In the hands of Rox Corbett, charcoal turns plain white paper into a Western tableau rich with texture and emotion. The grain of leather, the feel of a soft muzzle, and the meaningful expression of a mare watching her foal are all communicated in Corbett’s works.
From a young age, she was enamored with nature and animals, and shared her childhood homes in Connecticut and Ontario, Canada, with everything from cats and rabbits to foxes and skunks.
In 1991, an artist residency at the Ucross Foundation in Northern Wyoming brought her out West, where she fell in love with the state and ranching community.
“I got to know the local ranchers, and they were so welcoming,” she says. “I started going to brandings and helping with cattle and sheep. I finished my residency then went to work on a local ranch.
“Once I started hanging out with the cowboys and ranchers, I started drawing scenes from their life and I was hooked.”
Decades later, Corbett still calls Wyoming home.
Although she admires the people of the West—“They always get the job done and do the job right!”—it’s the animals of the West, both ranch stock and wild, that she truly treasures.
“I can’t admire the horse any more than I possibly do,” she says. “The things horses do for us is incredible, and the relationship between working horses and their humans is really interesting to me. It’s important for me to capture that relationship in my work. And their physical beauty is just … wow!”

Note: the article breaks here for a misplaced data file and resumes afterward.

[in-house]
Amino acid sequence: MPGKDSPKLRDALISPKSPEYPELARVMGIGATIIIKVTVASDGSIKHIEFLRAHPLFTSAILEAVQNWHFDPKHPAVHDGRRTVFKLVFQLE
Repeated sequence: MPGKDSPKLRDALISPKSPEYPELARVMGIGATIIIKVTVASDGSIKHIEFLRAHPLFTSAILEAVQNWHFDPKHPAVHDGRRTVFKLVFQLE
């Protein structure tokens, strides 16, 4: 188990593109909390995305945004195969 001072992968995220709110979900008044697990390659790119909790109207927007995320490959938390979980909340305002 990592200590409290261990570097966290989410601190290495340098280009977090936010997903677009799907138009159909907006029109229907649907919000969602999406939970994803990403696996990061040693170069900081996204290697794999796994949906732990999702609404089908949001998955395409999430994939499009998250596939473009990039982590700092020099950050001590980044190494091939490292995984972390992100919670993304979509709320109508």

In her artist’s statement, Corbett explains that her goal is to create an emotional connection between the subjects and the viewer, portraying the soul, spirit, and expressions of the animals she draws, whether domestic or wild.
One of Corbett’s favorite pieces is “My Girl,” pictured above. She says, “I managed to include all the elements important to me: texture, unusual cropping, and what’s going on in the animal’s mind. The message is clear: the foal is so curious and the mom is obviously saying, ‘keep away, she’s my girl.’”
“My Girl” was the first place winner in the Two-Dimensional Paper category at the 2015 Cowgirl Up! art show, a female-artist-only show held in March at the Desert Caballeros Western Museum in Wickenburg, Ariz.
“It’s my favorite show to go to,” says Corbett. “The camaraderie is there, we all support each other. Women are underrepresented in Western art, and this show gives us a forum. It’s becoming better and better—women artists are bold about exploring the West in contemporary and unexpected ways.”
See more of Rox Corbett’s art at RoxCorbettArt.com.